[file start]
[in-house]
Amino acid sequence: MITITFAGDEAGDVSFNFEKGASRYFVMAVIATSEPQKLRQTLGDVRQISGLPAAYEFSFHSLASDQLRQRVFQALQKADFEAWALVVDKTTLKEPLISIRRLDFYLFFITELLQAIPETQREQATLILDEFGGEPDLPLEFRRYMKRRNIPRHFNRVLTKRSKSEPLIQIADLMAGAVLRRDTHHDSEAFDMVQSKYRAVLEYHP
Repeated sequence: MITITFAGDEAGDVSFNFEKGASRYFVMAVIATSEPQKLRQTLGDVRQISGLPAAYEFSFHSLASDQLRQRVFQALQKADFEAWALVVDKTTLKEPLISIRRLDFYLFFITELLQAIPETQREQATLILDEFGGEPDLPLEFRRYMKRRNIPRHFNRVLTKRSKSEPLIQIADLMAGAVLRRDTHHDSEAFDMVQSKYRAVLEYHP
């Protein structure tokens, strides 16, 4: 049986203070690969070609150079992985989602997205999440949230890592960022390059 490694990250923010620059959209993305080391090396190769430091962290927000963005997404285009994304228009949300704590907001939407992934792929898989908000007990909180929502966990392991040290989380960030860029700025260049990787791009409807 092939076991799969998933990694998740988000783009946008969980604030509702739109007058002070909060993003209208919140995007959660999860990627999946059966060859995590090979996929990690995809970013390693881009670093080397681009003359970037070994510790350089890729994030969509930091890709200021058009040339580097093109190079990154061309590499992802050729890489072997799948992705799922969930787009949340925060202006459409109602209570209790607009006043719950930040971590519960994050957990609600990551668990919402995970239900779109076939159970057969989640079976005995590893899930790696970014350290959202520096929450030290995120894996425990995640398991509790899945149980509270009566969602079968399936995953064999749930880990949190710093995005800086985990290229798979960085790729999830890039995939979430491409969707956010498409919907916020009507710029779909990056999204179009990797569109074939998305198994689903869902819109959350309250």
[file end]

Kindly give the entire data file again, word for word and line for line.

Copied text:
[in-house]
Amino acid sequence: MITITFAGDEAGDVSFNFEKGASRYFVMAVIATSEPQKLRQTLGDVRQISGLPAAYEFSFHSLASDQLRQRVFQALQKADFEAWALVVDKTTLKEPLISIRRLDFYLFFITELLQAIPETQREQATLILDEFGGEPDLPLEFRRYMKRRNIPRHFNRVLTKRSKSEPLIQIADLMAGAVLRRDTHHDSEAFDMVQSKYRAVLEYHP
Repeated sequence: MITITFAGDEAGDVSFNFEKGASRYFVMAVIATSEPQKLRQTLGDVRQISGLPAAYEFSFHSLASDQLRQRVFQALQKADFEAWALVVDKTTLKEPLISIRRLDFYLFFITELLQAIPETQREQATLILDEFGGEPDLPLEFRRYMKRRNIPRHFNRVLTKRSKSEPLIQIADLMAGAVLRRDTHHDSEAFDMVQSKYRAVLEYHP
């Protein structure tokens, strides 16, 4: 049986203070690969070609150079992985989602997205999440949230890592960022390059 490694990250923010620059959209993305080391090396190769430091962290927000963005997404285009994304228009949300704590907001939407992934792929898989908000007990909180929502966990392991040290989380960030860029700025260049990787791009409807 092939076991799969998933990694998740988000783009946008969980604030509702739109007058002070909060993003209208919140995007959660999860990627999946059966060859995590090979996929990690995809970013390693881009670093080397681009003359970037070994510790350089890729994030969509930091890709200021058009040339580097093109190079990154061309590499992802050729890489072997799948992705799922969930787009949340925060202006459409109602209570209790607009006043719950930040971590519960994050957990609600990551668990919402995970239900779109076939159970057969989640079976005995590893899930790696970014350290959202520096929450030290995120894996425990995640398991509790899945149980509270009566969602079968399936995953064999749930880990949190710093995005800086985990290229798979960085790729999830890039995939979430491409969707956010498409919907916020009507710029779909990056999204179009990797569109074939998305198994689903869902819109959350309250």